Monuments on Roman coins part 7: Arch of Severus

17 Jan 2018  Wed

The Arch of Emperor Septimius Severus was built to commemorate his victory over Parthians in 203 CE with his sons Caracalla and Geta.

This arch stands tall at the northwest end of the Roman forum made from white marble. The above-shown silver denarius of Roman emperor Septimius Severus illustrates this Triumphal Arch with four columns surmounted by a chariot of six horses with horsemen on either side on the reverse flan. This arch again appeared on the denarii of 206 CE in the name of Severus to celebrate his 15th coronation anniversary.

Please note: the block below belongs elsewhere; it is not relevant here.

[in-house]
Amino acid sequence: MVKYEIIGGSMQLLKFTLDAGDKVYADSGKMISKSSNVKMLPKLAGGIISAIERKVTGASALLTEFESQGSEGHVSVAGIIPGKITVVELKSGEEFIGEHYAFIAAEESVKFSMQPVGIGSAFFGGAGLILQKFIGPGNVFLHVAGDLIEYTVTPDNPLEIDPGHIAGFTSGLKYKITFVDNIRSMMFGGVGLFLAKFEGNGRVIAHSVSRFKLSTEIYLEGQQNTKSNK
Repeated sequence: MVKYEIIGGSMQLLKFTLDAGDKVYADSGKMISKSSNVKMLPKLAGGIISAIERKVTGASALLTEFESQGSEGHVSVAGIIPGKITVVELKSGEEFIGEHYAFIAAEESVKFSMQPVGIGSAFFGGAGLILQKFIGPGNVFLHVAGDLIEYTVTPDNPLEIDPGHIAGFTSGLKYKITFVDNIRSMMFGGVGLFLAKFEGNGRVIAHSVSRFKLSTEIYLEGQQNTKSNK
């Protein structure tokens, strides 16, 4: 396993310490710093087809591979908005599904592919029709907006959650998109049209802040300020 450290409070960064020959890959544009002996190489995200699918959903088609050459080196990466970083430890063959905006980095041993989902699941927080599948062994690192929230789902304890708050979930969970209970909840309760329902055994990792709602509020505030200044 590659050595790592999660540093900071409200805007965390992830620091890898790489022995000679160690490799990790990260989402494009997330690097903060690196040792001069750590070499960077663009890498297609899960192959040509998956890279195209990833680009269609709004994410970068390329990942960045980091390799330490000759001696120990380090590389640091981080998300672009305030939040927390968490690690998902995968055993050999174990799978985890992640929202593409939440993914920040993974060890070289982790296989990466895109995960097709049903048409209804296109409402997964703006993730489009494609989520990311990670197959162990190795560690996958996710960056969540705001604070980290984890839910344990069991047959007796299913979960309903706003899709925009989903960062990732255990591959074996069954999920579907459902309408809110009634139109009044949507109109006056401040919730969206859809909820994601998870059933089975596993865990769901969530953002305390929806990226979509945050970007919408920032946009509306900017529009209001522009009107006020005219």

The quadriga above this arch was topped by Severus and his sons, it also consists inscription of all three. Later on, Caracalla removed Geta’s name from inscription after assassinating him. This arch survived the tide of time because a Christian church incorporated it into its building and remained the owner of this arch. Thus the arch was not demolished for building material and today it’s the best preserved Roman monument till date.

The coin which depicts the Roman monuments are most favoured and sought out coin by collectors and historians. They give a valuable perspective to reconstruct the appearance of the buildings which no longer exist.

To know more about monuments on the Roman coins click here .

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